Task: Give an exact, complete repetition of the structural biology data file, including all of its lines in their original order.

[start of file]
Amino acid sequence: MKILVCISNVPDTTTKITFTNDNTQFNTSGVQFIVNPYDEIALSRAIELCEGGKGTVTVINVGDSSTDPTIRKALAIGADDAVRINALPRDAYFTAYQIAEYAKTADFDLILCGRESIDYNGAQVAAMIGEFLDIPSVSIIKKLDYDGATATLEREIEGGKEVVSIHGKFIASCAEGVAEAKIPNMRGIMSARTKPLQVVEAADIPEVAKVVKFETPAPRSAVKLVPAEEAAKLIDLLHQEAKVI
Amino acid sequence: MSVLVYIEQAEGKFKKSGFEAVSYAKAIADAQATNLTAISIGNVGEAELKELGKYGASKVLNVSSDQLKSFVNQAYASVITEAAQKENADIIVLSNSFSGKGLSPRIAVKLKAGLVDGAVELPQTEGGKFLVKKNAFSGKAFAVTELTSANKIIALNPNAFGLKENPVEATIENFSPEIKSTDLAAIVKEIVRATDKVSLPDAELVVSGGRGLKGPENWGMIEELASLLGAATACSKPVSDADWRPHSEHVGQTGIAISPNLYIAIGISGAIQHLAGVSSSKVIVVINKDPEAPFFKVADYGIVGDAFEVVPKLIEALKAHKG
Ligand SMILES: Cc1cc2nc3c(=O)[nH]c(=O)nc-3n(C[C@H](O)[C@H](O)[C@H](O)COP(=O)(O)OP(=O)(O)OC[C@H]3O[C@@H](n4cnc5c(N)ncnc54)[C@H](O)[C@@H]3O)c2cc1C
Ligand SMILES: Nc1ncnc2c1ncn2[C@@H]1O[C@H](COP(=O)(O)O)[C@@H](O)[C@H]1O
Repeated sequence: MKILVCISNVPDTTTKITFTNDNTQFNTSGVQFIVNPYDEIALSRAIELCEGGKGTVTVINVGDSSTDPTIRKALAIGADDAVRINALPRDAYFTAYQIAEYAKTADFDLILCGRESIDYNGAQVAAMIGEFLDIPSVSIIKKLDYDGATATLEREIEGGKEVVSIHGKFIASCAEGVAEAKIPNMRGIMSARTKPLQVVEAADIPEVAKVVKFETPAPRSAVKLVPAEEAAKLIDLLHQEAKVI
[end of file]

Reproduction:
Amino acid sequence: MKILVCISNVPDTTTKITFTNDNTQFNTSGVQFIVNPYDEIALSRAIELCEGGKGTVTVINVGDSSTDPTIRKALAIGADDAVRINALPRDAYFTAYQIAEYAKTADFDLILCGRESIDYNGAQVAAMIGEFLDIPSVSIIKKLDYDGATATLEREIEGGKEVVSIHGKFIASCAEGVAEAKIPNMRGIMSARTKPLQVVEAADIPEVAKVVKFETPAPRSAVKLVPAEEAAKLIDLLHQEAKVI
Amino acid sequence: MSVLVYIEQAEGKFKKSGFEAVSYAKAIADAQATNLTAISIGNVGEAELKELGKYGASKVLNVSSDQLKSFVNQAYASVITEAAQKENADIIVLSNSFSGKGLSPRIAVKLKAGLVDGAVELPQTEGGKFLVKKNAFSGKAFAVTELTSANKIIALNPNAFGLKENPVEATIENFSPEIKSTDLAAIVKEIVRATDKVSLPDAELVVSGGRGLKGPENWGMIEELASLLGAATACSKPVSDADWRPHSEHVGQTGIAISPNLYIAIGISGAIQHLAGVSSSKVIVVINKDPEAPFFKVADYGIVGDAFEVVPKLIEALKAHKG
Ligand SMILES: Cc1cc2nc3c(=O)[nH]c(=O)nc-3n(C[C@H](O)[C@H](O)[C@H](O)COP(=O)(O)OP(=O)(O)OC[C@H]3O[C@@H](n4cnc5c(N)ncnc54)[C@H](O)[C@@H]3O)c2cc1C
Ligand SMILES: Nc1ncnc2c1ncn2[C@@H]1O[C@H](COP(=O)(O)O)[C@@H](O)[C@H]1O
Repeated sequence: MKILVCISNVPDTTTKITFTNDNTQFNTSGVQFIVNPYDEIALSRAIELCEGGKGTVTVINVGDSSTDPTIRKALAIGADDAVRINALPRDAYFTAYQIAEYAKTADFDLILCGRESIDYNGAQVAAMIGEFLDIPSVSIIKKLDYDGATATLEREIEGGKEVVSIHGKFIASCAEGVAEAKIPNMRGIMSARTKPLQVVEAADIPEVAKVVKFETPAPRSAVKLVPAEEAAKLIDLLHQEAKVI